The 1970s was a tumultuous time, full of upheaval on many fronts, from the end of the Vietnam War to the dawn of personal computers. It makes sense that its music had a similar helter-skelter feel.
The early ’70s were a musical melting pot where genres like rock, reggae, funk, and pop could coexist. Ingenuity was essential, and as artists were warier of the mainstream music industry, they began doing things unconventionally and bolder than ever. Genres like punk and funk became more popular after the age of psychedelia essentially died at the end of the ’60s and became the quintessential sound of the early ’70s.
Music in the aftermath of free love: Peace and love songs of the 1970s
As the free love movement’s repercussions rippled after its heyday, the anti-war mindset saw peace songs like George Harrison’s “Give Me Love (Give Me Peace on Earth)” and the O’Jays’ “Love Train” gain prominence. Love songs such as Marvin Gaye’s “Let’s Get it On” and Diana Ross’ “Touch Me in the Morning” also rose in popularity.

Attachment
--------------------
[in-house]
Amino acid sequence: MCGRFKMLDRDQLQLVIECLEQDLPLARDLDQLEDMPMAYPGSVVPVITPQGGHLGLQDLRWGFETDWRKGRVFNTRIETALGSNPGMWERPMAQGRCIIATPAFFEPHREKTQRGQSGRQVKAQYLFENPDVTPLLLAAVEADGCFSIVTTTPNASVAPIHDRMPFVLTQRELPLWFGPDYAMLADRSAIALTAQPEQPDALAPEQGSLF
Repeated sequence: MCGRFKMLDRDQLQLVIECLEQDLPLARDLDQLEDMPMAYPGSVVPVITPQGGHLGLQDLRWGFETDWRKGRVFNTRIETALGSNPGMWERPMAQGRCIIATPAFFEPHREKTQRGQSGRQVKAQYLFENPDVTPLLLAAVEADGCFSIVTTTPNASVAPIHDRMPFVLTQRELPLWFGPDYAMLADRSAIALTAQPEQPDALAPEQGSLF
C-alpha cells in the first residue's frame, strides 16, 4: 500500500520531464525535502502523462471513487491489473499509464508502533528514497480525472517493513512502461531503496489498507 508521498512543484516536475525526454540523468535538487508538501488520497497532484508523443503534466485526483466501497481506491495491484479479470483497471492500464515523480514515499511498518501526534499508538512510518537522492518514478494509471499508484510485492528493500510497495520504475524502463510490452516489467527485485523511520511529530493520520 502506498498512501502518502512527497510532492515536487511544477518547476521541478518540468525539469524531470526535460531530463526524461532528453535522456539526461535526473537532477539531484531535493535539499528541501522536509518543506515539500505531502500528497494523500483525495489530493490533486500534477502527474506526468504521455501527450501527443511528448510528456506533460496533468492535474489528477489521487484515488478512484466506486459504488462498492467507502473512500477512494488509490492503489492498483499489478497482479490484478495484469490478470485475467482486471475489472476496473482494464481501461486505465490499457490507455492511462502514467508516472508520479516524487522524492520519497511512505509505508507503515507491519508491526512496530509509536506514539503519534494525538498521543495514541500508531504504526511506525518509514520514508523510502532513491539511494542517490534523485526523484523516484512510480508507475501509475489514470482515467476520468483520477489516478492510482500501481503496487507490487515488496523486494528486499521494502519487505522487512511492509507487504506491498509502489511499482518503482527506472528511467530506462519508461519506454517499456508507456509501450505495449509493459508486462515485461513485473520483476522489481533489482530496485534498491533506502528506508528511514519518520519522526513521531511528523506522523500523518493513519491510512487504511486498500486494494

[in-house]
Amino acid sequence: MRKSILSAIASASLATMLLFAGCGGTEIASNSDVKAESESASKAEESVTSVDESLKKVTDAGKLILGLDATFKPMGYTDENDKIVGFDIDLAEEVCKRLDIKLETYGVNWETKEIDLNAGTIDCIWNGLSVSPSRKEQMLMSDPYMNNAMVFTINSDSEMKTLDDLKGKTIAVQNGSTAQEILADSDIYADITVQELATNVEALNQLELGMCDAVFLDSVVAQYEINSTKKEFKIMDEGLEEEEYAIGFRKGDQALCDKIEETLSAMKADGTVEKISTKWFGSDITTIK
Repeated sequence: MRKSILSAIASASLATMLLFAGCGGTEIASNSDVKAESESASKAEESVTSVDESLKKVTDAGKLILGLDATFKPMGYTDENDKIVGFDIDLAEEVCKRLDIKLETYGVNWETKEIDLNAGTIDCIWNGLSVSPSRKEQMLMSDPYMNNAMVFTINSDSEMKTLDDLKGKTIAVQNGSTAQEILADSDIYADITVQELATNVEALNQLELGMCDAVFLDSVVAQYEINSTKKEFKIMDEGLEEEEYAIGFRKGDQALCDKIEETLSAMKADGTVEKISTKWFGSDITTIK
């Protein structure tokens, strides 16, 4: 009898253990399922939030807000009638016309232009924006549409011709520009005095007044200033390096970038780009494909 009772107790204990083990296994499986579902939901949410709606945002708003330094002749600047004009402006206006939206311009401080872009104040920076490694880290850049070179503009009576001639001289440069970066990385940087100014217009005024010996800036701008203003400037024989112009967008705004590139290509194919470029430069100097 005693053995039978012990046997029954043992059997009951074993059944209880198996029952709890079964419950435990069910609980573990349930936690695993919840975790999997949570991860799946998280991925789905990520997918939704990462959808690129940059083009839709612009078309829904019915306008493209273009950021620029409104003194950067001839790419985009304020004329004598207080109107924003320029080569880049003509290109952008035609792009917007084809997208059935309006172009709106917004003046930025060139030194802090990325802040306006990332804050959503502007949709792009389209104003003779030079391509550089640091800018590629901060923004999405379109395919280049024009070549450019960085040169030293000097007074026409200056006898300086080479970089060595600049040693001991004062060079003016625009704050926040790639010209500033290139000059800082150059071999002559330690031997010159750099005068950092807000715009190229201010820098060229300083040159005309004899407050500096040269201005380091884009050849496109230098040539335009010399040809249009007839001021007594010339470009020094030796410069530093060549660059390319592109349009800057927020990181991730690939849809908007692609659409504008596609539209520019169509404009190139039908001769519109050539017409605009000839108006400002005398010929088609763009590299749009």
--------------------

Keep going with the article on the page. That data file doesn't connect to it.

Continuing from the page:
1973 was the aftermath of the explosion that was the 1960s, giving way to a groovy new sound called disco, which would make its mark later in the decade. It was a year when experimentation was key, and these songs are proof of that.
To display this diverse year of music-making, Stacker surveyed Billboard‘s Hot 100 list of top songs in 1973 and highlighted the top 50. Some of these songs were released in 1972 but found their way to the Billboard charts in 1973, but we celebrate their 50th birthday all the same.